University of Washington
Using a human-centered and user research driven approach my team and I created Fundamental – an application concept that connects shopping + financial literacy for children and their parents.
You can try this interactive prototype made with Invision.
We conducted interviews with three children between the ages of five and ten and their parents, finding that while kids interest in shopping varies, most kids seem to like particular things that influence what they want to wear. At the same time, parents need to set boundaries around what they want their kids to have, how much they want to pay, and where they want to shop.
Looking for opportunities in the children’s shopping space, we mapped the shopping experiences of the biggest retailers in terms of cost (affordability), individuality (unique items compared to mainstream styles), convenience (stock availability and ease of purchasing) and variety (range of clothing categories).
By analyzing market research and trend reports, we found that parents are spending more time with their children shopping and are doing so in multi-channel environments (both in-store and online). The major retailers have followed suit offering a range of online and in-store opportunities to their customers.
Each team member generated individual ideas and created sketches to illustrate them. My ideas centered on giving children choice and agency, while allowing parents to set boundaries and interact around shopping on their terms. Below are selections from my sketchbook.
After sharing our ideas and selecting the strongest and most feasible aspect we began sketching concept models of three very strong directions:
Virtual dressing room experience
Personalized paper catalog
We eventually arrived at a final concept that we called Fundamental.
We initially thought the concept would be a tablet application to use in stores during the shopping experience.
Parents would be able to pre-set a shopping list of needed items and a budget, and children would then find items to match the list under the parent’s budget.
In this manner, Fundamental would connect shopping and financial literacy for children and their parents.
Our first prototype was a simple paper version made from post-its and cut-outs to get a more accurate idea of what was required in the tablet interface and application. We tested this prototype with three college student participants.
After collecting the results from paper prototyping, my teammate and I created quick wireframes to begin to digitally lay out the screens.
Wireframes clarified transitions and overlays that needed to be included, contributed to our conversations about the tone and language used in our copy, and gave us a sense for the repeating assets we would need to design.
To test the concept with children, our primary user, we developed a board game / physical prototype of the basic application to test with a 7.5 year old supervised by his father. We wanted to make sure a child could understand the math and budget concept without a lot of help from their parent.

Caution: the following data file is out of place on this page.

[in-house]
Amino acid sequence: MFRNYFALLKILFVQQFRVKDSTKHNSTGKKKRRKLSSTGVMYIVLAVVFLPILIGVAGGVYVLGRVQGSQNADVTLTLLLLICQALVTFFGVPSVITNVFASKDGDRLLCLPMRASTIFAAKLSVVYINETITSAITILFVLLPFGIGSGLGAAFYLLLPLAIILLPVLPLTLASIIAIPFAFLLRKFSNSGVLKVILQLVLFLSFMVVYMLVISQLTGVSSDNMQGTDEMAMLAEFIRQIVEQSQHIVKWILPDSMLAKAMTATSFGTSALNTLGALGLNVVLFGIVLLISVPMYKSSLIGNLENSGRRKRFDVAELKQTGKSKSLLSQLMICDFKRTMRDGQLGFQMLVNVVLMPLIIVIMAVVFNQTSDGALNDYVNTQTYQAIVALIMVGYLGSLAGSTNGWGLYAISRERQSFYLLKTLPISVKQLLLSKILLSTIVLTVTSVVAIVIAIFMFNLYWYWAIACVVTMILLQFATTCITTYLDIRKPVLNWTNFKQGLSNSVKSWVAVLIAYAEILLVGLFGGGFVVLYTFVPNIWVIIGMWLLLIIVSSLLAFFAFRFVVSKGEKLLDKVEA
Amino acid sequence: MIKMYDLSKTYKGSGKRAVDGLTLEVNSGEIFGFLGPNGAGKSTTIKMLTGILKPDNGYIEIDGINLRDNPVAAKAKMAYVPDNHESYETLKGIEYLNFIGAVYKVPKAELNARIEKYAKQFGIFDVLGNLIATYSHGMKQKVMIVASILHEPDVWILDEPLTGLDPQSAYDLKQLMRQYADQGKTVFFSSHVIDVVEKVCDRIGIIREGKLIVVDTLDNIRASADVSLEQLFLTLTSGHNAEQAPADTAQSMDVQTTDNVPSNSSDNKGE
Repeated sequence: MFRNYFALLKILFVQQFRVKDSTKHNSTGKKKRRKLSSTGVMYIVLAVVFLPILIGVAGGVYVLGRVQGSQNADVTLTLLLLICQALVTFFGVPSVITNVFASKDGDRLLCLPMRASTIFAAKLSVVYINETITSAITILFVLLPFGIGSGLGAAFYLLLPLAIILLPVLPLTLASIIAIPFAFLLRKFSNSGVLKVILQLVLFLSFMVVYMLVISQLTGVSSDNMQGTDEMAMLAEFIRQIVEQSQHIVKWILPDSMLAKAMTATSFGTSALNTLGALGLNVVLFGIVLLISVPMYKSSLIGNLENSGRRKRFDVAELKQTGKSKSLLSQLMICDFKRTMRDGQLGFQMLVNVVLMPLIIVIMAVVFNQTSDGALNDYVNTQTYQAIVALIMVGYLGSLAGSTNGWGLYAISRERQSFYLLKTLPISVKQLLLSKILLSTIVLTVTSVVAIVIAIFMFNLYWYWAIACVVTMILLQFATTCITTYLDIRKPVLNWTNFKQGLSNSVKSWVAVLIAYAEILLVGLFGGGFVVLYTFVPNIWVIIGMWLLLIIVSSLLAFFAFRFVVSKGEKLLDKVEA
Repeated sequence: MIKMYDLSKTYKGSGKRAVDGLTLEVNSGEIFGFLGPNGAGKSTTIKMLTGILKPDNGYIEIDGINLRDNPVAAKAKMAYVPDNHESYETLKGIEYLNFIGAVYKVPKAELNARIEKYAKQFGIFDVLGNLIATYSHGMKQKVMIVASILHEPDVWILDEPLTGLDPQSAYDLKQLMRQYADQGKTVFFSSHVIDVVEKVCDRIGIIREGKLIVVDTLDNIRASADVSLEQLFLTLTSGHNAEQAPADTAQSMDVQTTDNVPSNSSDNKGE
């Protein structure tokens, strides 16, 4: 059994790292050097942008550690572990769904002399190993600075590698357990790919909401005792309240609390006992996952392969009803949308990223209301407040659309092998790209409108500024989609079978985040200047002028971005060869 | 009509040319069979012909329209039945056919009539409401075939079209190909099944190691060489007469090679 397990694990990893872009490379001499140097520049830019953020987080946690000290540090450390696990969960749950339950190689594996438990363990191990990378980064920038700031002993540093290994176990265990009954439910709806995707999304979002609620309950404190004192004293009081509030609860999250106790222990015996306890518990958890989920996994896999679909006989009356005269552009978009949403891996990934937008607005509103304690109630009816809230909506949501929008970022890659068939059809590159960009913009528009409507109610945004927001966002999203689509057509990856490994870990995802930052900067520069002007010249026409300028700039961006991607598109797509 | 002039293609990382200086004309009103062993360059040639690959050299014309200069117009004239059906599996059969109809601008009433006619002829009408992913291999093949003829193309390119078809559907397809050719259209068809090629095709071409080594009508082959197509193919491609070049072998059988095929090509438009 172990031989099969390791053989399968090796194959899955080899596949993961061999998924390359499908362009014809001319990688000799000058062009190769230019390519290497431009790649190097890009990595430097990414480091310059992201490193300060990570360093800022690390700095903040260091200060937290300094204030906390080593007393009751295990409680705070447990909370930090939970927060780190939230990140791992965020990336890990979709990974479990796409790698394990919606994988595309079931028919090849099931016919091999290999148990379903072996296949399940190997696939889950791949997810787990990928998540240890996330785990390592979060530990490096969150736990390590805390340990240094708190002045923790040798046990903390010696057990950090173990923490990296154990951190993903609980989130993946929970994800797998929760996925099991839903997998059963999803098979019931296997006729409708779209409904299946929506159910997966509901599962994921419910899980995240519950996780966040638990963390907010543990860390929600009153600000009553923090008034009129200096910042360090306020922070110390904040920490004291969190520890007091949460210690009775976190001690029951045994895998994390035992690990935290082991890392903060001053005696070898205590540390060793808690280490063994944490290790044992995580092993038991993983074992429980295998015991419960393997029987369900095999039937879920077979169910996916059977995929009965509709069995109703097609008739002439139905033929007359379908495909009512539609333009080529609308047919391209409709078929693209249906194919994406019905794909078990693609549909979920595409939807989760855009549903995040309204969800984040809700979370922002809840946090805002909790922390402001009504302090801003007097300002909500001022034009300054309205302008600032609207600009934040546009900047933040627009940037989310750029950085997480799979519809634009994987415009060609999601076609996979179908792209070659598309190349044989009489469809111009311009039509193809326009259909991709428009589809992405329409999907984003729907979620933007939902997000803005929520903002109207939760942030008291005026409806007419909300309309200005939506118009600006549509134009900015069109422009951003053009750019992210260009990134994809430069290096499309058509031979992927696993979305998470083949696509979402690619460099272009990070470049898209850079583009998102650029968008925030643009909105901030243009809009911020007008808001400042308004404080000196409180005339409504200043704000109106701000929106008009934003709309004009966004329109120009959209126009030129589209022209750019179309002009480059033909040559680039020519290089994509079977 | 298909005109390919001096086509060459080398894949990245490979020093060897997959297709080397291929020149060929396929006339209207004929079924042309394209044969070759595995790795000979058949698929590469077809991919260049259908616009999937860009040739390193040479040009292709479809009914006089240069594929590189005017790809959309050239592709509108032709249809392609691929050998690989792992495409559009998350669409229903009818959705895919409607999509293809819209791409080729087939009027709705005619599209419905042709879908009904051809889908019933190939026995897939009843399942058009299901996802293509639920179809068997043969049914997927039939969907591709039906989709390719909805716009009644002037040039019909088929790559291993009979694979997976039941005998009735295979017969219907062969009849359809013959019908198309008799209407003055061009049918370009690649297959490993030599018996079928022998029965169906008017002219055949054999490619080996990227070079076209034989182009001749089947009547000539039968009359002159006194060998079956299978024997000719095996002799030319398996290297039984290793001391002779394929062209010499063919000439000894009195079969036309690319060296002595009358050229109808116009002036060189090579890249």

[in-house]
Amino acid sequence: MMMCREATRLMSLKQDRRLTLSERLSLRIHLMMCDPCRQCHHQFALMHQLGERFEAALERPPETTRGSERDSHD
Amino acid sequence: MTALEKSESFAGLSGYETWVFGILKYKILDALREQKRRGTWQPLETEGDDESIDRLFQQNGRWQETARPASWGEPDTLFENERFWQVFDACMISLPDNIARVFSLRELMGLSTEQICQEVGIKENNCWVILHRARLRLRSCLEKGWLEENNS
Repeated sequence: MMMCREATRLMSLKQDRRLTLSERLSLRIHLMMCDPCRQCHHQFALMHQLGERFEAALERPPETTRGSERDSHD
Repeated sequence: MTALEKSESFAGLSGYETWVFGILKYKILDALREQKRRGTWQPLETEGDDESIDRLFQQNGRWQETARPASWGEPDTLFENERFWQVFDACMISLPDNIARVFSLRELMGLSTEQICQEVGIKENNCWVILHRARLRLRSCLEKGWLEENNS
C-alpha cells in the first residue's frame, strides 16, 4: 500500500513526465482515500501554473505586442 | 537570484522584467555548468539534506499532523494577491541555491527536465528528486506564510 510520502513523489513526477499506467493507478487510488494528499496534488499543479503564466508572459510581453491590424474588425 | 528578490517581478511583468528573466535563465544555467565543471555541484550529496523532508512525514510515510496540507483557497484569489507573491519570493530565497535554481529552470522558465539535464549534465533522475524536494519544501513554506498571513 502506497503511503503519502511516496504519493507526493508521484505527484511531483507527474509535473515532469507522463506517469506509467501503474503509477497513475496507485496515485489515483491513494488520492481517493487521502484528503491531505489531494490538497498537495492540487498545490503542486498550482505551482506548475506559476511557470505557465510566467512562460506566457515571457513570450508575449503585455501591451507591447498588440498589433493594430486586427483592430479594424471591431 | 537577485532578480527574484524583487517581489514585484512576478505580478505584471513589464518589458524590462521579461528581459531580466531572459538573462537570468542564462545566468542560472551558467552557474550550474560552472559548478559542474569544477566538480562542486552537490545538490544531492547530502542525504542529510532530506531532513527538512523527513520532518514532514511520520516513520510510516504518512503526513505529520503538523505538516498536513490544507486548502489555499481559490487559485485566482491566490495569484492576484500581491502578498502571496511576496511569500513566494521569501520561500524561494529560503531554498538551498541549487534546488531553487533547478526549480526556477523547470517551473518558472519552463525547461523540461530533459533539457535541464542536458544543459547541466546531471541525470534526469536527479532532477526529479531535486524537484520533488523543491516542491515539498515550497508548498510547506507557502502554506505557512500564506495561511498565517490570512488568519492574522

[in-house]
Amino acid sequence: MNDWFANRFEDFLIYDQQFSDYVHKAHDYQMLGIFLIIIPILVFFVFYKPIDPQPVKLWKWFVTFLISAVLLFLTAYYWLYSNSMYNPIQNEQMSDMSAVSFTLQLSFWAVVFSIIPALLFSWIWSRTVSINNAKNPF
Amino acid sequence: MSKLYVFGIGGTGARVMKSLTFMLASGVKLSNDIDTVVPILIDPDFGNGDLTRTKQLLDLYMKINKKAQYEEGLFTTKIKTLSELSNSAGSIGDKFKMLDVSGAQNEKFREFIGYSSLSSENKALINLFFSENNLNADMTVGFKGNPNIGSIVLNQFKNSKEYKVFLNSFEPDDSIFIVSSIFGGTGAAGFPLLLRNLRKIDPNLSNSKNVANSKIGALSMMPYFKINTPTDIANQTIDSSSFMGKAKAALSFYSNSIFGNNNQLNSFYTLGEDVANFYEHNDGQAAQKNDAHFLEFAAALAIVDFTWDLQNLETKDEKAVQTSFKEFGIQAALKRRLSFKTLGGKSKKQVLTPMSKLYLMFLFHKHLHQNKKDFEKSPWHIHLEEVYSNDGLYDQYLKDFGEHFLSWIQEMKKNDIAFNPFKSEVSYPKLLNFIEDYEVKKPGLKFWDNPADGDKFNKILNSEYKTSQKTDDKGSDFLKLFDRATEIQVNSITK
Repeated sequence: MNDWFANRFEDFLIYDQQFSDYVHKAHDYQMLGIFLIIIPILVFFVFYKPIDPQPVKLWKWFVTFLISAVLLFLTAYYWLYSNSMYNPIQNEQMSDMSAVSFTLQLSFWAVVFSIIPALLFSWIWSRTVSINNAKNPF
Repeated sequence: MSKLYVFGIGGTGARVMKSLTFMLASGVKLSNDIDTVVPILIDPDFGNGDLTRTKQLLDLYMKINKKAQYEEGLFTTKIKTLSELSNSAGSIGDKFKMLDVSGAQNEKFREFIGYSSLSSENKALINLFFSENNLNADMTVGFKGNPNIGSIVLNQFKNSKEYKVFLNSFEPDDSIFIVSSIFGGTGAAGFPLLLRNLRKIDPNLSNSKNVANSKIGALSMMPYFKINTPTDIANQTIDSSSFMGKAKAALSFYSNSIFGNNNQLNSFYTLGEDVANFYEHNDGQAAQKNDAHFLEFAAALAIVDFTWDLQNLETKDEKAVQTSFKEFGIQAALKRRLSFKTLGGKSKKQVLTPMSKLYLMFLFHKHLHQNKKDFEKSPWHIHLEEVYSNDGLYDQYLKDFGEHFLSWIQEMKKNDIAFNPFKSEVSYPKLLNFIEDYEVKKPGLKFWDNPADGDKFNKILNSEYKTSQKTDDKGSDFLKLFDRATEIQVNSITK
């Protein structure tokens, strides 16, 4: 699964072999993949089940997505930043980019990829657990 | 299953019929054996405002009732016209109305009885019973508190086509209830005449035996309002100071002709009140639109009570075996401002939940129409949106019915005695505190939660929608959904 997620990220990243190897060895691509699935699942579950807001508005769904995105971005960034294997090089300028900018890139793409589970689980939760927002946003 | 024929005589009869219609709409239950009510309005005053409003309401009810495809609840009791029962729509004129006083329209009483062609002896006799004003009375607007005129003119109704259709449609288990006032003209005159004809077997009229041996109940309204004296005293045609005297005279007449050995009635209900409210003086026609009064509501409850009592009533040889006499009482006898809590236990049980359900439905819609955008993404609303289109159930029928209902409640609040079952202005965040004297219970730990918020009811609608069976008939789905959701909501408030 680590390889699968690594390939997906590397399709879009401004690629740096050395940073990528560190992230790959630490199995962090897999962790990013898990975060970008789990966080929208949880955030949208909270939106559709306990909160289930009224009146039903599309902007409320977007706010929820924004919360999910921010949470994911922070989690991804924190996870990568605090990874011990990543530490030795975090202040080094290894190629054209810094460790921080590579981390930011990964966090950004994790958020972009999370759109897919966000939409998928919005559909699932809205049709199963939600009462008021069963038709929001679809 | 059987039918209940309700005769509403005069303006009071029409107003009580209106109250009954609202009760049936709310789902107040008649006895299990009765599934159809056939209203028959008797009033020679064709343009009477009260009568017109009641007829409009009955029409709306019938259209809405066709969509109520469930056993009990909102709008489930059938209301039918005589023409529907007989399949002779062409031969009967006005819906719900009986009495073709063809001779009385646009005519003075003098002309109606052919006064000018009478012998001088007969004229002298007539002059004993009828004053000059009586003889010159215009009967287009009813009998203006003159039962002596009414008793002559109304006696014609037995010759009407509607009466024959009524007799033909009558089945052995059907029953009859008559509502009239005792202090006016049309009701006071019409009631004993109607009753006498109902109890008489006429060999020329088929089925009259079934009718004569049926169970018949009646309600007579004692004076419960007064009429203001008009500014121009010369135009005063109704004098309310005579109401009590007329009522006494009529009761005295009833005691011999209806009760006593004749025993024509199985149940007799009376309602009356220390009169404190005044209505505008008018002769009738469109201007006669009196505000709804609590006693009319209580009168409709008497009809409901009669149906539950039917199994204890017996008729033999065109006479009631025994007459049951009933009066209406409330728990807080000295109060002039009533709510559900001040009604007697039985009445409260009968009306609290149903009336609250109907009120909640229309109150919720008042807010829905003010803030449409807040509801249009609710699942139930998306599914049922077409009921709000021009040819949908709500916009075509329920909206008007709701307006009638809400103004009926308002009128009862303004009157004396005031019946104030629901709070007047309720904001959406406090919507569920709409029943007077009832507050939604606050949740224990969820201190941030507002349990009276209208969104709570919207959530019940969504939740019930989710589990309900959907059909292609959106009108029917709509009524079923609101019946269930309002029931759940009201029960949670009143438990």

We asked the child to locate paper clothing items from a box, add the items price using bills and coins, and sum the prices. If the total price was less than the budget, the child would get a prize.
This prototype was illuminating because it revealed to us that we were challenging the child beyond the product goal. We were asking our child participant to find money to match prices, add 4 digit numbers, and also come in under a budget. Instead we wanted the child to focus on meeting a budget, not adding through currency. For this reason we removed the bills and coins and used a keypad to input prices. Additionally the application automatically calculates the sum through a progress bar indicator at the bottom of the screen.
Recalling our competitive research and analysis of market trends, we developed a way to integrate Fundamental with an online shopping experience. By using a browser extension that allows a child to add items to the Fundamental app, parents and children can use our application both online and in stores.
Online Shopping (browser extension)
In-Store Shopping (Tablet)
After our initial high-fidelity interactive prototype was made it was time to try it out with our target audience. I recruited participants via a snowball method and did most of my usability tests remotely via skype. I asked 4 caretakers of school age children (including one husband-wife dyad) to use the application, complete several tasks, and tell me where potential problems could occur. I also asked questions about the feasibility and usefulness of an application like this to their lives.
Among the findings from these tests were the identification of several missing prompts, a desire for sound and animation, and a resistance to forcing parents to add a reward into the game.
You can try this interactive prototype made with Invision
Credit: Andrea Kang, Nick Allred, and Maureen McLennon. Team members participated in the all parts of the design process, with Andrea and Nick creating the initial brand design.
© 2017 Julie Sutherland UX IxD